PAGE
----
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Welcome back!  Hope you had lots of chocolate to keep you going for the next little while! 

We're going to work on that fancy tail now, and it can be rather boring.  I do think that the end result is well worth it, though, so let's get started.

11.  Add a new raster layer, and name it 'tail base' or something that will make it easier to know which layer you're working on.  If you're using selections, load the 'peacocktail.sel', and skip down to step 15.

12.  With your background and foreground colors set to a darker blue green...I used #026D82, and your preset shapes tool set as follows:

draw a long, wide based triangle starting just at the point where the body part of your image goes up into a v-shape, as in the image below.

13.  Now go to node edit, and manipulate your nodes until you have a shape similar to the one below.  It doesn't have to be perfectly smooth, because the feathers will pretty much cover the edges of it, or you can smooth it out with your freestyle line tool later.

14.  Go to layers/convert to raster, and this is what you should have.

15.  With your selection tool, draw a rectangular selection around the entire tail shape, and then click inside it to select the tail shape.

16.  Add a new raster layer. 

17.  Using your airbrush tool, set as below, shade the top part of the tail with a darker shade of the tail color ( I used #023F4A) as shown.

18.  Effects/blur/gaussian blur set between 6-8 to soften the shading you've done.

19.  Deselect.  Go to your layers palette and hide all layers except the tail and the tail shading.  Then go to 'layers/merge/merge visible'.  In your layers palette, pull the merged layer down below the body layer. 
 

NOTE:  The following steps detail how to make the 'eye' shape which is typical of a peacock tail.  When you've finished making your 'eye', you'll be placing them into rows on the tail, as in the image below.  Each time you finish a row, ADD A NEW RASTER LAYER for the next row.  It makes it easier to work on the feathers afterwards.

20.  Add a new raster layer.  If you're using selections, you can skip down to step 23.  Using your preset shapes tool, settings as below, draw an oval shape close to the middle curve in the bottom of the tail.  I used the same color as the tail for the stroke, and slightly lighter for the fill.

I lowered the opacity on the tail layer so that it would be easier to see what I was doing, since I was working with colors that were just slightly lighter than the tail itself. 

21.  Adjust your nodes until your shape is similar to the one below, then go to 'layers/convert to raster layer'.

22.  Now go to 'image/rotate', and rotate your 'eye' shape to the left about 25 degrees, or until it looks as if it's going in the same direction as the tail. 

NOTE:  Whenever you rotate an image, remember to go to 'effects/sharpen' and sharpen your image once, since rotating distorts the image somewhat.

23.  With your selection tool, draw a rectangle around your eye shape, and click inside it to select the shape.  Go to Selections/contract and contract by about 15, so that your image looks similar to the one below.  For those using selections, load 'row1eyes.sel', flood fill with the deep bluegreen color, and complete the following steps for each 'eye' shape in the row. Then load each of the other 'eyes.sel'  on a new layer and repeat for that row.   Frankly, for this part I think it would be quicker to make your own shape for each row, because you can complete one 'eye' for each row and just copy, paste, and rotate each one to make the row.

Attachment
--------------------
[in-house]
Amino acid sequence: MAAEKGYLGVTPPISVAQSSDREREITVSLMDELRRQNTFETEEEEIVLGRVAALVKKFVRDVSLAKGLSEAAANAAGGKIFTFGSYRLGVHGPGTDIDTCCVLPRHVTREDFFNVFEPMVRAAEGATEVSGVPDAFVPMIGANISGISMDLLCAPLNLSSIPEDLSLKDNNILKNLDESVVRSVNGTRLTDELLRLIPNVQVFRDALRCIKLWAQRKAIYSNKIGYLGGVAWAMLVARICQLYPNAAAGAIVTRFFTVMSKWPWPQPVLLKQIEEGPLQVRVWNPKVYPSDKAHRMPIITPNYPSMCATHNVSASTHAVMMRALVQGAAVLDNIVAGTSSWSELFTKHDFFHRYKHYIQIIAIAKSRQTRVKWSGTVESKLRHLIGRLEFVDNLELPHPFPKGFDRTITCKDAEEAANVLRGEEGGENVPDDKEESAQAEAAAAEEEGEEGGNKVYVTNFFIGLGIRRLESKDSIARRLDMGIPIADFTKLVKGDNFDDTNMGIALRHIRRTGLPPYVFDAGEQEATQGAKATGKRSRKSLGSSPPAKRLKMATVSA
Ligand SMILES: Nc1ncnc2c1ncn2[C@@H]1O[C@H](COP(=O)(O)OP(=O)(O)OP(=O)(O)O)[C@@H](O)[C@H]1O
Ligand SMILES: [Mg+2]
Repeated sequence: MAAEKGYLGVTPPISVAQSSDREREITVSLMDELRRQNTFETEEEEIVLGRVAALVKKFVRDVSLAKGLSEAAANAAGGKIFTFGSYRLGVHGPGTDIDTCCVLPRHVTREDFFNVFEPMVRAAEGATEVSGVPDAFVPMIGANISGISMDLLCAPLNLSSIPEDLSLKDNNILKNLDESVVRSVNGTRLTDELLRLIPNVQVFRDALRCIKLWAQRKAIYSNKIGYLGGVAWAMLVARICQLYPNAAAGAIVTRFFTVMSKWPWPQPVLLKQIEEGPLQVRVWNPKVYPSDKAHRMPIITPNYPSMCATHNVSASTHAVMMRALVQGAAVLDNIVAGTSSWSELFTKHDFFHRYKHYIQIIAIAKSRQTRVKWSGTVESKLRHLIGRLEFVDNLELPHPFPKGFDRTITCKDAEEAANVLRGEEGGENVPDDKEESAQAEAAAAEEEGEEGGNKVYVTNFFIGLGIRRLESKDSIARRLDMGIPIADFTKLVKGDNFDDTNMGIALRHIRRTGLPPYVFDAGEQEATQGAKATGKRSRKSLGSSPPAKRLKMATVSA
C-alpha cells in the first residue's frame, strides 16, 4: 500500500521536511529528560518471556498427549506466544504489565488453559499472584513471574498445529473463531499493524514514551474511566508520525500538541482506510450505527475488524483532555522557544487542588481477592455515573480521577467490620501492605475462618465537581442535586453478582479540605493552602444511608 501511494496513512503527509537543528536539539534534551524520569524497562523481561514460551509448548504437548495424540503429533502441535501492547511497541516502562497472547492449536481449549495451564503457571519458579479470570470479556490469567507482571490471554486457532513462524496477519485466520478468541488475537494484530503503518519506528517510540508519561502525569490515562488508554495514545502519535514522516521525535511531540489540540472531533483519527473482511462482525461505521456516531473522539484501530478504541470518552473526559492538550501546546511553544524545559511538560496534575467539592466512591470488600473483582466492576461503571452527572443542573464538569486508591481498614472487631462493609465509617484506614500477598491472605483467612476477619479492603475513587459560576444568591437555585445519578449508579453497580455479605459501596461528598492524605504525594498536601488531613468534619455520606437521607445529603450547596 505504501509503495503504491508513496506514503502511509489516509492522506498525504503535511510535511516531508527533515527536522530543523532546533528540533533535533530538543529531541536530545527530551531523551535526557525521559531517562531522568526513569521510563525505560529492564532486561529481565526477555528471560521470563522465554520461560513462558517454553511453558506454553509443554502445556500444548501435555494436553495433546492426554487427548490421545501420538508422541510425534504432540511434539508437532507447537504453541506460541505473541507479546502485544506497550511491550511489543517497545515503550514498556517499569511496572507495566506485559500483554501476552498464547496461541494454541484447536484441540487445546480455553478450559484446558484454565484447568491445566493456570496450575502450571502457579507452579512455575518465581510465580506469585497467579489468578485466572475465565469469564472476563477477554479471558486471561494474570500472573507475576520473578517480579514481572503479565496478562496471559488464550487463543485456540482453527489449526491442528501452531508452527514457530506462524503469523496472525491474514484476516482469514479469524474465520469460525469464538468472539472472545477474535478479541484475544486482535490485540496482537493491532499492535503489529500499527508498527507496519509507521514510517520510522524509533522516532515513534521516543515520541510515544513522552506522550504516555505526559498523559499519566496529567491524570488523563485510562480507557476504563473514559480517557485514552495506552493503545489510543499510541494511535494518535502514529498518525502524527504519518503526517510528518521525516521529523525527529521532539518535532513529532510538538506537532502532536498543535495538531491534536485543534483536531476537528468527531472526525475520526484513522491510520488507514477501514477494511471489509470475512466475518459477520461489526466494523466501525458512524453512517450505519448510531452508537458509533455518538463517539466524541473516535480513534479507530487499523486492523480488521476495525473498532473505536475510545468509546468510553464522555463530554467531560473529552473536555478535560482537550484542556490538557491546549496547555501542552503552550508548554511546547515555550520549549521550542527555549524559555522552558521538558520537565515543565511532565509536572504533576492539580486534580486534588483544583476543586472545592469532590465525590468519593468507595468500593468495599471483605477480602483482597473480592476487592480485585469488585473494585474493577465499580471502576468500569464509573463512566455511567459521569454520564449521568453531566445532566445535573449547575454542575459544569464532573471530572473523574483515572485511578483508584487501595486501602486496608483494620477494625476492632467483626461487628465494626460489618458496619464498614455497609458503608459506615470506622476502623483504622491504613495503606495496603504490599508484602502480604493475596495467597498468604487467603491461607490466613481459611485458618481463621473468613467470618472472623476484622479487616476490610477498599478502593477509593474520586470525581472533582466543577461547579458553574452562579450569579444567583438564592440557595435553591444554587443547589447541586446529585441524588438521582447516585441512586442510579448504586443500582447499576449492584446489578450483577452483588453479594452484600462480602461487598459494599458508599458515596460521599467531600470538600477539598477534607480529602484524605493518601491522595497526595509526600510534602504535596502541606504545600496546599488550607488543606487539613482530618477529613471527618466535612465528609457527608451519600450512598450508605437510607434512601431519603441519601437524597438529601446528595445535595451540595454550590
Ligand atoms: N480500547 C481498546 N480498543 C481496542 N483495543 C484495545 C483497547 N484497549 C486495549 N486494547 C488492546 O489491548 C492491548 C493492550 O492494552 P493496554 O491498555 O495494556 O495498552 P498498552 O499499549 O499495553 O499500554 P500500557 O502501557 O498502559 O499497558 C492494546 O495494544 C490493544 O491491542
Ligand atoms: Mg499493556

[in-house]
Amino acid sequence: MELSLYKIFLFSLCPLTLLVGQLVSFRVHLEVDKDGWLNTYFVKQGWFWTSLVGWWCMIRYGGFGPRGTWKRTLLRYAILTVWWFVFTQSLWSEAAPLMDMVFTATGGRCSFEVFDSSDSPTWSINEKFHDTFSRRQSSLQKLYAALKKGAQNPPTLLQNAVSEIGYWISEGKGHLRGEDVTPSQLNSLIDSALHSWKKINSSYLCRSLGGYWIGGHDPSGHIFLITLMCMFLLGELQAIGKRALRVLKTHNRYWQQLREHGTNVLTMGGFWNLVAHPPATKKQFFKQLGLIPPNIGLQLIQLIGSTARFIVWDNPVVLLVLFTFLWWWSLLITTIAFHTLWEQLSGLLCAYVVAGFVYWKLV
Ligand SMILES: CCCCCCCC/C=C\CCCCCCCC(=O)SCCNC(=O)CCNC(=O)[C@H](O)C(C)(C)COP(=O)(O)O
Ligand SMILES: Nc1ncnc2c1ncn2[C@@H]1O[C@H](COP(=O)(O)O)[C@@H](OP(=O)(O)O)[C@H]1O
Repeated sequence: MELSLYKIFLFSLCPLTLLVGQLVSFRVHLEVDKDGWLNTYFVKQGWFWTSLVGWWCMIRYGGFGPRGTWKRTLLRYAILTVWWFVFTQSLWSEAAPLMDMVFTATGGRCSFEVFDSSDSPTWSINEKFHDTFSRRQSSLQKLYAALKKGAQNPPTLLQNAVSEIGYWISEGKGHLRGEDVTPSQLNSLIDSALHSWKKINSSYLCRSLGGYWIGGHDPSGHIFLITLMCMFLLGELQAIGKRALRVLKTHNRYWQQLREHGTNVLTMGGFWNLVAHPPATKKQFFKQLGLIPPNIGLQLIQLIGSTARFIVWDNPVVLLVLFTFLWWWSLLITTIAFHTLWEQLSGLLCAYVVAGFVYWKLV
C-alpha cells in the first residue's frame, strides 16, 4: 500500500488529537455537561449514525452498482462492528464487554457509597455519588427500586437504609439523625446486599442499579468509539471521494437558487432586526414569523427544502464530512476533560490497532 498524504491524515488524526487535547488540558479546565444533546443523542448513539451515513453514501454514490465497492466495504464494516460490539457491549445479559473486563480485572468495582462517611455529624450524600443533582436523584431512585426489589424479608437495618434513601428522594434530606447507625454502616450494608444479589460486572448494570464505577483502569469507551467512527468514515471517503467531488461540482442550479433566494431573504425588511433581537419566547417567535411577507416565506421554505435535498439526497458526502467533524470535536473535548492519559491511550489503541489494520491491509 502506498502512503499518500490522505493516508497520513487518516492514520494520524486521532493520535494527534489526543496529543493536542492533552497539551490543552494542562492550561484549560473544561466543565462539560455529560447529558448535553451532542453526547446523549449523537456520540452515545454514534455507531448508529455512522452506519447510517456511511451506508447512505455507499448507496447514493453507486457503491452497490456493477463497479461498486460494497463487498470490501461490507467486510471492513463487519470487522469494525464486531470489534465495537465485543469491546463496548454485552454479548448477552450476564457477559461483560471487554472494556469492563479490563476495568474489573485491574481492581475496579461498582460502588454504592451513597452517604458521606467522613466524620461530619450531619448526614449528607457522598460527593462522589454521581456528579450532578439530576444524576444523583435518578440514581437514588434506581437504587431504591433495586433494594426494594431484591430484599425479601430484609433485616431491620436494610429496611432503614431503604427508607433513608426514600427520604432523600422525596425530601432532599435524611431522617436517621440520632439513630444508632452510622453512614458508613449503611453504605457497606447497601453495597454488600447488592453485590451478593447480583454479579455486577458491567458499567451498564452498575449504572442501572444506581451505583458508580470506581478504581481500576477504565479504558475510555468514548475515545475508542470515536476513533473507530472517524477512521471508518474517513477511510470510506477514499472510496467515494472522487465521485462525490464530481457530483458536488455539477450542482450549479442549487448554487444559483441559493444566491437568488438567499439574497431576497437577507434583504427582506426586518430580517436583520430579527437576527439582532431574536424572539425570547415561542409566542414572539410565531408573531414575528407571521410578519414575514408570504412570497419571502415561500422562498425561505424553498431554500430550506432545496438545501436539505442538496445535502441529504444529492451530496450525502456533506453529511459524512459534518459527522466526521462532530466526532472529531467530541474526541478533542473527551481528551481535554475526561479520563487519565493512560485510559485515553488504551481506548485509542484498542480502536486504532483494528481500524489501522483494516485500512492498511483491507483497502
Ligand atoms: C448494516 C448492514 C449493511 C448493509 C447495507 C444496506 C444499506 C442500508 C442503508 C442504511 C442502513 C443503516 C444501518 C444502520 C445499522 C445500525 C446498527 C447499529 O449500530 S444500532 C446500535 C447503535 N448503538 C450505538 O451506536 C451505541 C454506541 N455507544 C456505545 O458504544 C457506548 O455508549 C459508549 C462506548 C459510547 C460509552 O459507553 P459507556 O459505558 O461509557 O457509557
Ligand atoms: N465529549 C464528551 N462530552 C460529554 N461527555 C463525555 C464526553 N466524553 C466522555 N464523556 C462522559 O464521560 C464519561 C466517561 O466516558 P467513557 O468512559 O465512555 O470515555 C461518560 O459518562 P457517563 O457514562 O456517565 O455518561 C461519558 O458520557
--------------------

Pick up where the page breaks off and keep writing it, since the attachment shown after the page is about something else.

24.  With your foreground color set to white, flood fill the selection.  Do not deselect.

25.  Now go to 'effects/plugins/blade pro', and apply the 'peacocklight' preset you downloaded in the zip file, or another preset of your choice.

26.  Using your 'magic wand' tool, click in the plain green part of the shape to select it, then add a new raster layer.  Go to 'selections/modify/feather', and feather by 1.  Do not deselect.

27.  Using your airbrush set as follows, brush from outside your selection into the selection, as shown.  I used color #DFBA85.

28.  Add a new raster layer.

29.  Using your preset shapes tool, settings as below, foreground and background colors set to black, draw a small heart shape in the pointed end of your 'eye' shape. 

30.  Using your eraser tool, round off the pointy end of the heart, as shown below, and rotate the heart shape by the same amount as you rotated your 'eye' shape, so that it's angled in the same direction as the 'eye'.

31.  Now you can go to your layers palette, turn off your tail and body layers, and merge/visible the eye and heart layers.  Those of you using selections need to do this for each row of 'eyes' you load.  Remember to load each row selection on a new layer.
 

32.  The next part you can do either of two ways.  You can copy and paste the 'eye' you already made, and resize it for each row, or you can make a new one for each row that you need.  Since each shape will be rotated, I chose to do a new one for each row of 'eyes', so that the distortion was minimized.  Make the shape about 25-30% smaller for each row as you're going up to the top of the tail.  The screen shot below will give you an idea of how to arrange each row.  They look better if they're arranged so that they don't line up exactly above each other.  Try to put each row above the spaces in the row before it, and put a few outside the tail shape to give it a more natural look.   Remember to add a new raster layer for each row of 'eyes'. 

These are the angles I used.  Yours may be different, 
depending on the angle of your tail, but this will give you an idea.
You want this first row to sit nicely in the curves at the end of the tail.

Tired of this yet?  Just one more page!

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